March 2015 - August 2015

A delirium of color: Oaxaca in the 1960s

Museo Textil de Oaxaca

During the first half of the 20th century, most communities in Mexico used cotton threads dyed with indigo (blue) and alizarine (or some other synthetic red) to decorate their weavings and embroideries. Many natural dyes had already been abandoned, so the color palette at their disposal was limited. But then everything changed around mid-century: industrial skeins of mercerized cotton, dyed in a great assortment of shades, began to reach the most remote communities. At the same time, various synthetic dyestuffs became popular to color wool in loud hues. Indigenous weavers and embroiderers responded enthusiastically to the new materials, and the result was a chromatic revolution in the realm of textiles.

Servilleta (cloth for tortillas), Unknown, circa 1960, From the collection of: Museo Textil de Oaxaca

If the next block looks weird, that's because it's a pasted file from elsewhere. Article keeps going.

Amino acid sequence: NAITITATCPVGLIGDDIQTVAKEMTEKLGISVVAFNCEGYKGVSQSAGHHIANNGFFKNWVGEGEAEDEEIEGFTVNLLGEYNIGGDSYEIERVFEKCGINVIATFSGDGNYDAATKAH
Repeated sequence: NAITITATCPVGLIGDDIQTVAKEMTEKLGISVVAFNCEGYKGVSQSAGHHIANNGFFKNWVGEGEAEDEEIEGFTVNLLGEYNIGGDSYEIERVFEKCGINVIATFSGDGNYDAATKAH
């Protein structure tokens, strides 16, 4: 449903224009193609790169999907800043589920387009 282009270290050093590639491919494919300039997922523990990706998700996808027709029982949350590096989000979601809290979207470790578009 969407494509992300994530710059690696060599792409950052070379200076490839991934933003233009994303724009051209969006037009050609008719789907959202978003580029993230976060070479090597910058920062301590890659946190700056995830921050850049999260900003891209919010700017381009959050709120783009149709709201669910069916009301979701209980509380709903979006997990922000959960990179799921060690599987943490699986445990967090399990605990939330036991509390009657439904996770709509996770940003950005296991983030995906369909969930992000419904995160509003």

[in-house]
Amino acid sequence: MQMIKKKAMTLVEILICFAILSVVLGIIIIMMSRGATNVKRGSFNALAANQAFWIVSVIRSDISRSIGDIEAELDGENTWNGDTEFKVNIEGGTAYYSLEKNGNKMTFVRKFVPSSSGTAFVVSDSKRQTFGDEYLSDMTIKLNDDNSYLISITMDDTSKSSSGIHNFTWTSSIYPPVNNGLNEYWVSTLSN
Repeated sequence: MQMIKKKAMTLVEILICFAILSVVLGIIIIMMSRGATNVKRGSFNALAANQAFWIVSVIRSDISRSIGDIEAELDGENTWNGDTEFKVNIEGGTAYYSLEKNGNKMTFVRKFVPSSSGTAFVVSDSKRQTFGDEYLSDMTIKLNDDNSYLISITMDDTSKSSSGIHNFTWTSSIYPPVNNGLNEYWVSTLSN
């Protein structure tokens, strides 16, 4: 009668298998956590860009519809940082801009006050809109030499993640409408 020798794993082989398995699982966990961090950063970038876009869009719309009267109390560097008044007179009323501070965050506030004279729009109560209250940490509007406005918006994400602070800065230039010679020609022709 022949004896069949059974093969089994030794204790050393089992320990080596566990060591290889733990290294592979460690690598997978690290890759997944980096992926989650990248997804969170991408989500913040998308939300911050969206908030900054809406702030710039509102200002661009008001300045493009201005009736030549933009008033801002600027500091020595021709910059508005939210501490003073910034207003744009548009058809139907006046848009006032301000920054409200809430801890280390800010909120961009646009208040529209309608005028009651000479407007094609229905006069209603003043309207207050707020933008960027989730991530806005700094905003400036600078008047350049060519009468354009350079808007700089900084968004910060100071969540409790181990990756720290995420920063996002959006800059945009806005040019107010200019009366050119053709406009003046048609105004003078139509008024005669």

Paño (headcloth), Unknown, 1960s, From the collection of: Museo Textil de Oaxaca
Huipil (tunic for women), Unknown, 1960s, From the collection of: Museo Textil de Oaxaca
Huipiles and other garments made in Oaxaca between 1960 and 1970 exemplify that trend. Webs where red and blue had formerly prevailed on a white background of raw cotton were suddenly transformed when pinks, greens, purples, magentas and oranges burst into the scene in ever more saturated contrasts. Techniques that became big fads in the large cities during those years, like tie-dyed hippie T-shirts, had no great echo in our region, but the polychrome craze of psychedelic graphic art spread through all the fairs and markets, leaving a deep impression on an entire generation of textile artists.